Cathedral curator

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The cathedral custodian ( Latin Summus custos "Supreme Guardian") of a cathedral is responsible for its structural upkeep, equipment, jewelry and supervision, looks after the cathedral treasure , arranges cleaning, preparation of services and ringing the bells . His deputy is the sub-custodian .

The word custos is derived from the Latin word custodia , which means guard, shield, protection, preservation, supervision, care, custody.

Because of the supervision of the cathedral treasure, the term “ thesaurary ” was used instead in some cathedral churches , such as Magdeburg . Elsewhere, the term “thesaurar” is used to describe the office of revenue administrator, which is usually incumbent on the cathedral provost.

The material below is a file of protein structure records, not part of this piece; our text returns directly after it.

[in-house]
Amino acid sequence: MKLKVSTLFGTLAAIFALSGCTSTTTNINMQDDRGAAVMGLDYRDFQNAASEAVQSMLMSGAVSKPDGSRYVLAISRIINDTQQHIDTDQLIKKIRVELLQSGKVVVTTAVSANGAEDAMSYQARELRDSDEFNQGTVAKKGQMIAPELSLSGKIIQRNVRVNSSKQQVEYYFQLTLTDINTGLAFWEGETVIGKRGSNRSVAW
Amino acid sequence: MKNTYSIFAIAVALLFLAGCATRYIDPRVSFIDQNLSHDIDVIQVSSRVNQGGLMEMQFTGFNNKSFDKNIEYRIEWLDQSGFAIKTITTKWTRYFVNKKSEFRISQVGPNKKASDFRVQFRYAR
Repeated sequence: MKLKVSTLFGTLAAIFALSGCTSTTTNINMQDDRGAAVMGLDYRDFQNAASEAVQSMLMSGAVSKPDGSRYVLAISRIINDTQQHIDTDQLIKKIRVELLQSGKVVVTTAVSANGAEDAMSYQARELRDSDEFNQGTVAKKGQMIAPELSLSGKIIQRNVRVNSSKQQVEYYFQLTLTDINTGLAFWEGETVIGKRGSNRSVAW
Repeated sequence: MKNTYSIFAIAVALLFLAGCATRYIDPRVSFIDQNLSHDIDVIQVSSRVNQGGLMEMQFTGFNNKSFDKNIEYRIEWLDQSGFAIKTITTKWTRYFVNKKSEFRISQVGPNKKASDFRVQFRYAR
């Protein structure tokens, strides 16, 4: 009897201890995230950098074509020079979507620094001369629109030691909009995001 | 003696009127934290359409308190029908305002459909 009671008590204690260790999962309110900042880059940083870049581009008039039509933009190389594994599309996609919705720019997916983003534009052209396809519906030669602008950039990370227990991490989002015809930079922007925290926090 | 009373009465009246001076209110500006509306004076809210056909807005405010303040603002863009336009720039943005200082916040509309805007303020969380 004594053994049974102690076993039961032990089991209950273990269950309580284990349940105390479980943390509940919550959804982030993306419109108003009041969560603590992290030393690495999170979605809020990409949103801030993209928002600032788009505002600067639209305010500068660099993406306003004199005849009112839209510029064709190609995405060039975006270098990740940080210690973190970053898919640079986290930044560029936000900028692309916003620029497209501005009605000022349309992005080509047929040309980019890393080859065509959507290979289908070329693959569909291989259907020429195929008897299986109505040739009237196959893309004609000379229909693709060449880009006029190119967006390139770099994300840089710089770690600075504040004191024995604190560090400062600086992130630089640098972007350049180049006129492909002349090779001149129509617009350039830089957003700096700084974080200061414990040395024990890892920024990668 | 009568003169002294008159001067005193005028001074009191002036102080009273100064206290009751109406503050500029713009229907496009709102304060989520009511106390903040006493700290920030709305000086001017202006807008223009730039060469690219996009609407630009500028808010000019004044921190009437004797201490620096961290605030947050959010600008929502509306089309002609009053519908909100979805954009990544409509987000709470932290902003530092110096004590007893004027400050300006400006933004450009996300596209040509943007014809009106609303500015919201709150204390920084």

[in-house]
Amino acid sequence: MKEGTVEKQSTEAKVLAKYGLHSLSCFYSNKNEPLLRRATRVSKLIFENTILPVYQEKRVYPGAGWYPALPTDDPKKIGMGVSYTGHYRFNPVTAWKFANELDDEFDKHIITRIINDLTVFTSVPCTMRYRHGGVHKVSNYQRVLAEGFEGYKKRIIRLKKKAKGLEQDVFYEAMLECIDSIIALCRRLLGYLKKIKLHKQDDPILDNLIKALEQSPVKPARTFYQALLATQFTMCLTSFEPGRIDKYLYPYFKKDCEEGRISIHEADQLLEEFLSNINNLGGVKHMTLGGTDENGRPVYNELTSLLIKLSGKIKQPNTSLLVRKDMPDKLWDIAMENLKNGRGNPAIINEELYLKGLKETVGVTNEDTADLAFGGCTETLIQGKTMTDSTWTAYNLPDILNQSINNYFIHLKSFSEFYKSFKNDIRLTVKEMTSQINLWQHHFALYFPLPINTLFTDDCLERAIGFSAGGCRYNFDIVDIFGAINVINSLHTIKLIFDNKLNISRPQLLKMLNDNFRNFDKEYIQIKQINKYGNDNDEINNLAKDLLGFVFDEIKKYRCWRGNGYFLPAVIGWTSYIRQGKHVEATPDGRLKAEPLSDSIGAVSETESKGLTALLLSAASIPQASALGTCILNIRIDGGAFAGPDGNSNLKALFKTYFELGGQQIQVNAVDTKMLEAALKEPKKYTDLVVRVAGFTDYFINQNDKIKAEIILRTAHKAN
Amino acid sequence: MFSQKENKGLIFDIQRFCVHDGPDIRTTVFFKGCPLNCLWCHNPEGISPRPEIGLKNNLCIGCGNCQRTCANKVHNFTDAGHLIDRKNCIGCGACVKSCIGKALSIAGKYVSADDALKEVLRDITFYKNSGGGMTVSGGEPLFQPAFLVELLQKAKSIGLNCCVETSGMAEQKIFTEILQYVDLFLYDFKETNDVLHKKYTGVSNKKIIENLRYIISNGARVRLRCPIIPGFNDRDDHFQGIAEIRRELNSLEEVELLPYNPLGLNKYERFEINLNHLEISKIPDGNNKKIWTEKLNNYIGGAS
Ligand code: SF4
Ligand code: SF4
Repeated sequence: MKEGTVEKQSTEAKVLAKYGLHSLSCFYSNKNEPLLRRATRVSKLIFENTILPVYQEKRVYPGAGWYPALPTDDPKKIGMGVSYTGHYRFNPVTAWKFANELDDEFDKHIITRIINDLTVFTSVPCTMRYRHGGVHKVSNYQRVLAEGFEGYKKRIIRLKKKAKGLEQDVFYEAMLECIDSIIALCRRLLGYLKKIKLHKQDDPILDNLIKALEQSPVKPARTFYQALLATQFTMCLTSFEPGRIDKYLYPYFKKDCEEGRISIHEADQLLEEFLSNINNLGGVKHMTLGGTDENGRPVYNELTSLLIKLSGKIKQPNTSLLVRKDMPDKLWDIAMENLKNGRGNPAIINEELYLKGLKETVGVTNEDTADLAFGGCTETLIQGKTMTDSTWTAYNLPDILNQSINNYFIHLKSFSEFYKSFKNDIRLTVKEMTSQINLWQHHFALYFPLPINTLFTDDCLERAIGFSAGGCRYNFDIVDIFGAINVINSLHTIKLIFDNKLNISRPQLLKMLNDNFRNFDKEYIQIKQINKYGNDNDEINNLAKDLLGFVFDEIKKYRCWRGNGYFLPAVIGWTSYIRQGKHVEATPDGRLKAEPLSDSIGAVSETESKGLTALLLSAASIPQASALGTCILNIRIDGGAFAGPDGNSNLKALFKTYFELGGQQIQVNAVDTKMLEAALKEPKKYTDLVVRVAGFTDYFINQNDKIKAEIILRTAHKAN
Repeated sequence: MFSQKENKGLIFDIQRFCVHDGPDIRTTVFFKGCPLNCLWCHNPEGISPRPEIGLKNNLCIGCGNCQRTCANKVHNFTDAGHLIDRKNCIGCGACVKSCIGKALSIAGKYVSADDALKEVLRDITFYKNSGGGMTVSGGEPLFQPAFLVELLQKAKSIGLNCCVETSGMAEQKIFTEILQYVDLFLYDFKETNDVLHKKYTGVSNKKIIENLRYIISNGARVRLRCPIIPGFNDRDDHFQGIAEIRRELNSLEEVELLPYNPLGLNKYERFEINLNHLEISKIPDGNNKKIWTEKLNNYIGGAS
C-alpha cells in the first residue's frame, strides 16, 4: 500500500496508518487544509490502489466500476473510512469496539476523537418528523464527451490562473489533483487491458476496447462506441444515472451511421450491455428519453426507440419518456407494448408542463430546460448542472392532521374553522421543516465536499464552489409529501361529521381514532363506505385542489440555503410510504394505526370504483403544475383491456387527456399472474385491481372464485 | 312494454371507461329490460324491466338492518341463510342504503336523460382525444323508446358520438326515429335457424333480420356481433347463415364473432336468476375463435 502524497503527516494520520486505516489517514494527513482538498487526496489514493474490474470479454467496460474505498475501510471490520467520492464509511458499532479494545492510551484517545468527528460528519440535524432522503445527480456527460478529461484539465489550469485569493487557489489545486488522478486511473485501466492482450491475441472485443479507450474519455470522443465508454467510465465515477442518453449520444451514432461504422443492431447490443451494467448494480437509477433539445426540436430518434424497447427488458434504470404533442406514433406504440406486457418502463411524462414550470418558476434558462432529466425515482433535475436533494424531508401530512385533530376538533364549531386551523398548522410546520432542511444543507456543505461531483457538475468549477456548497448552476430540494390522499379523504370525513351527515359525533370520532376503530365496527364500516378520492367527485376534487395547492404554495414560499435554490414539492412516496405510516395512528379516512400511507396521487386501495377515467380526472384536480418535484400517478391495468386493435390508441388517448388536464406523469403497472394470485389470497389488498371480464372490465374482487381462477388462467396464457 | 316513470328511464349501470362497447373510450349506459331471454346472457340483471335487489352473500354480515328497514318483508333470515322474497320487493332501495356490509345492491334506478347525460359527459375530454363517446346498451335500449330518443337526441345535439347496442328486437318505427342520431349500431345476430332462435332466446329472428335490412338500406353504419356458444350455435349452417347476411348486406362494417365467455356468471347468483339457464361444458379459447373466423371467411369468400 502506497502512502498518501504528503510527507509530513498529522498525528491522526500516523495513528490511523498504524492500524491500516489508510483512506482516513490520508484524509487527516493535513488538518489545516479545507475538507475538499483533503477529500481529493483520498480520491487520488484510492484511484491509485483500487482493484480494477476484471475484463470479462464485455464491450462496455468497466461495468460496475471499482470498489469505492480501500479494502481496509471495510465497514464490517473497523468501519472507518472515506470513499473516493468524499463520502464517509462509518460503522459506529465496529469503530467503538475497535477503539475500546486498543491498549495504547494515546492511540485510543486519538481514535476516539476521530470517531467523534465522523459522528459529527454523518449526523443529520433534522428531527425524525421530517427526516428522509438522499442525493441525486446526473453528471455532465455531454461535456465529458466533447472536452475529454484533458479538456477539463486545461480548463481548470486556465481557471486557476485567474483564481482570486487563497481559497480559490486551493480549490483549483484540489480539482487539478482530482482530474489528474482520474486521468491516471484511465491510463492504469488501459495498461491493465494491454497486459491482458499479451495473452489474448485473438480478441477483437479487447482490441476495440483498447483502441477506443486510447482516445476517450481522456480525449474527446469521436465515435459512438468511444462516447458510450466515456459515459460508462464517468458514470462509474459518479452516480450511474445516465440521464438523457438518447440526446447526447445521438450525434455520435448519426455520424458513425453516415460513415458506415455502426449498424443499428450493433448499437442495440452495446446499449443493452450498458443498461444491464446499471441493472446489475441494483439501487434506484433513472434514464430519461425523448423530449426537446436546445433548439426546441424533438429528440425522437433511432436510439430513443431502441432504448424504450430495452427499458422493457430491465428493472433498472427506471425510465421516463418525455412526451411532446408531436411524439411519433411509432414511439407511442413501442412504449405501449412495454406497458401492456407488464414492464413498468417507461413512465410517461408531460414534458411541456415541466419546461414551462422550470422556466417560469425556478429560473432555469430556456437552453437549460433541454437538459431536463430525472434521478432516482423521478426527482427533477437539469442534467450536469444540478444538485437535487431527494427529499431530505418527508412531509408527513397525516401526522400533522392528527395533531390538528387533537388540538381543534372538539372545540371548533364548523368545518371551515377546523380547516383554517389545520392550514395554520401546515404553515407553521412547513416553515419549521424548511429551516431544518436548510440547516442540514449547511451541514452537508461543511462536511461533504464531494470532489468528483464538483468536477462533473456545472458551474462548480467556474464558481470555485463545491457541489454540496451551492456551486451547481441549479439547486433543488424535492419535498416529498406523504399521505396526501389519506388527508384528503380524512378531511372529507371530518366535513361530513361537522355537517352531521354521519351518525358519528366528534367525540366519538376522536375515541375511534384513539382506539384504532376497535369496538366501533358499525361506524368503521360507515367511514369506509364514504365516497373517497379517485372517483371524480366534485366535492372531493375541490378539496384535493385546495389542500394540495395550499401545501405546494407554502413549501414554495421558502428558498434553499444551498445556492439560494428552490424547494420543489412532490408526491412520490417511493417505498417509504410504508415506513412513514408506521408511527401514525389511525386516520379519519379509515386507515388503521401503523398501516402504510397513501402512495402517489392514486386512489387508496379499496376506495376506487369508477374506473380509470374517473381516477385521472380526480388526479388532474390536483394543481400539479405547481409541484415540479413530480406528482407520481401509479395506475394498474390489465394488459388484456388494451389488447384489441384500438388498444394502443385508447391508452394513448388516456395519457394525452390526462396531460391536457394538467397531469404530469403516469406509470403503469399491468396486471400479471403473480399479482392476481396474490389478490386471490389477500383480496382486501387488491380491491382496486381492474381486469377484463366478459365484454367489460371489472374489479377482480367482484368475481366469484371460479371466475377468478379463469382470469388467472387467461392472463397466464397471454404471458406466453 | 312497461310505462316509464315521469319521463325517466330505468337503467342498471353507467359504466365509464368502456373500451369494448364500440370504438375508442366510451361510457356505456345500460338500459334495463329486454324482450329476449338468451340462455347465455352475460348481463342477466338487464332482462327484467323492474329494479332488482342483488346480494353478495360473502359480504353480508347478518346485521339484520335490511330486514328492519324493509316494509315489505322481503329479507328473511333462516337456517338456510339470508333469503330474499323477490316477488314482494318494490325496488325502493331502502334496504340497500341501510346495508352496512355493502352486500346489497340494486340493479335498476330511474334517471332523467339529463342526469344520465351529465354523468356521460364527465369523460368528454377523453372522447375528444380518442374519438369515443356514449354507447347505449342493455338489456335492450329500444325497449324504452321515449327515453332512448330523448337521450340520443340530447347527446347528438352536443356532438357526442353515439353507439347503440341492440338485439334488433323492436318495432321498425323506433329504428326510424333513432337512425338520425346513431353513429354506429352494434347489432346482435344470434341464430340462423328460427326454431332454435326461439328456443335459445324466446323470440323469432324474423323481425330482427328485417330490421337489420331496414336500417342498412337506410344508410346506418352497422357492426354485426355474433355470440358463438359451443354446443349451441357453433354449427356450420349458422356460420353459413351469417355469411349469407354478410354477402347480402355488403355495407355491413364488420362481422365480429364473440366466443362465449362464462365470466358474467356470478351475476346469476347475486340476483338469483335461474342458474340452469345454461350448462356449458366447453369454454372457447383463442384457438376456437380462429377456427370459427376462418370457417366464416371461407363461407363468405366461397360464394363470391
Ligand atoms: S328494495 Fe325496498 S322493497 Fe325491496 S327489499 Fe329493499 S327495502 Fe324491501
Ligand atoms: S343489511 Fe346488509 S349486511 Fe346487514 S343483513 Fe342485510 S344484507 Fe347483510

The office of cathedral custodian is partly an independent main office within a cathedral chapter , for example until 1806 in Salzburg, partly one of the offices of cathedral dean , for example in Mainz, or is exercised in personal union with other offices.

The cathedral curator is often the head of the cathedral building office and its cathedral building hut . In the past, the responsibility mostly extended to the other buildings of the cathedral immunity .

Individual evidence

  1. ^ Translations for custodia in the German-Latin dictionary. On:
  2. Gottfried Wentz, Berent Schwineköper: The Archdiocese of Magdeburg. Volumes 1-2, page 142.
  3. ^ Archdiocese of Salzburg. History. ( Memento from August 29, 2014 in the Internet Archive ) On:
  4. Offices and institutions. Cathedral curator. On: